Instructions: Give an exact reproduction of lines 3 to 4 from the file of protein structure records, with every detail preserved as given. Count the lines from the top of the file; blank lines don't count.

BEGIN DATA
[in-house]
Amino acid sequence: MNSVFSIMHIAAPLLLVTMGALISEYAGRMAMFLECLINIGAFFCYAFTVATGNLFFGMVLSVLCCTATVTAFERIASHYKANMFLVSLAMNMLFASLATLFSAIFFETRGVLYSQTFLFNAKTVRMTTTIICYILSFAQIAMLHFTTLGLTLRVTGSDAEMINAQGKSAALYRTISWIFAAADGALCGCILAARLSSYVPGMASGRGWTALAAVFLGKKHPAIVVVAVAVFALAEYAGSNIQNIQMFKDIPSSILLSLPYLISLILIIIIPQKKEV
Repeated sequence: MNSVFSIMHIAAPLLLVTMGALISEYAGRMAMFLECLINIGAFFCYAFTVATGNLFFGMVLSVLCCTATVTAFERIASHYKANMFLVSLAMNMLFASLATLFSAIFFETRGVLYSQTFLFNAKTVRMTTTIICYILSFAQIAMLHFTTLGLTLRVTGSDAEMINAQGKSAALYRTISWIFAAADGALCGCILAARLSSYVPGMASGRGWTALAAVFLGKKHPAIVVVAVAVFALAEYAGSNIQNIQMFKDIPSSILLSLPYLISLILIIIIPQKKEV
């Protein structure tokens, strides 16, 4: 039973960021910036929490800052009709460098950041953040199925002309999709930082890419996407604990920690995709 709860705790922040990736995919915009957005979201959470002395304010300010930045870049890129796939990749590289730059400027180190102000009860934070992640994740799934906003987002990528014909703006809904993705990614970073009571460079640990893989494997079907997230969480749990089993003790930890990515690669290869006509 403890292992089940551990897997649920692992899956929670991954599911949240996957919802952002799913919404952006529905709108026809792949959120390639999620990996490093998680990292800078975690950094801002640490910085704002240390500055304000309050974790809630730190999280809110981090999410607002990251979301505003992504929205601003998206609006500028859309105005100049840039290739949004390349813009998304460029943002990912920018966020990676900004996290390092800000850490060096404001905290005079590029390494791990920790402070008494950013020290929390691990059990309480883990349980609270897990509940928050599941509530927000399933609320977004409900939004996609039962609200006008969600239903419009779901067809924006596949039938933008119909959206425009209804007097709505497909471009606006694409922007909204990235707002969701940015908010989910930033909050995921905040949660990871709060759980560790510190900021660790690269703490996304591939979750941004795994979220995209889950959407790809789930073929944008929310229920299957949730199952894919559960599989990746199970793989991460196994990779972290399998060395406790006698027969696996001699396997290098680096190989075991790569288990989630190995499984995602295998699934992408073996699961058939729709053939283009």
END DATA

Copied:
Repeated sequence: MNSVFSIMHIAAPLLLVTMGALISEYAGRMAMFLECLINIGAFFCYAFTVATGNLFFGMVLSVLCCTATVTAFERIASHYKANMFLVSLAMNMLFASLATLFSAIFFETRGVLYSQTFLFNAKTVRMTTTIICYILSFAQIAMLHFTTLGLTLRVTGSDAEMINAQGKSAALYRTISWIFAAADGALCGCILAARLSSYVPGMASGRGWTALAAVFLGKKHPAIVVVAVAVFALAEYAGSNIQNIQMFKDIPSSILLSLPYLISLILIIIIPQKKEV
């Protein structure tokens, strides 16, 4: 039973960021910036929490800052009709460098950041953040199925002309999709930082890419996407604990920690995709 709860705790922040990736995919915009957005979201959470002395304010300010930045870049890129796939990749590289730059400027180190102000009860934070992640994740799934906003987002990528014909703006809904993705990614970073009571460079640990893989494997079907997230969480749990089993003790930890990515690669290869006509 403890292992089940551990897997649920692992899956929670991954599911949240996957919802952002799913919404952006529905709108026809792949959120390639999620990996490093998680990292800078975690950094801002640490910085704002240390500055304000309050974790809630730190999280809110981090999410607002990251979301505003992504929205601003998206609006500028859309105005100049840039290739949004390349813009998304460029943002990912920018966020990676900004996290390092800000850490060096404001905290005079590029390494791990920790402070008494950013020290929390691990059990309480883990349980609270897990509940928050599941509530927000399933609320977004409900939004996609039962609200006008969600239903419009779901067809924006596949039938933008119909959206425009209804007097709505497909471009606006694409922007909204990235707002969701940015908010989910930033909050995921905040949660990871709060759980560790510190900021660790690269703490996304591939979750941004795994979220995209889950959407790809789930073929944008929310229920299957949730199952894919559960599989990746199970793989991460196994990779972290399998060395406790006698027969696996001699396997290098680096190989075991790569288990989630190995499984995602295998699934992408073996699961058939729709053939283009």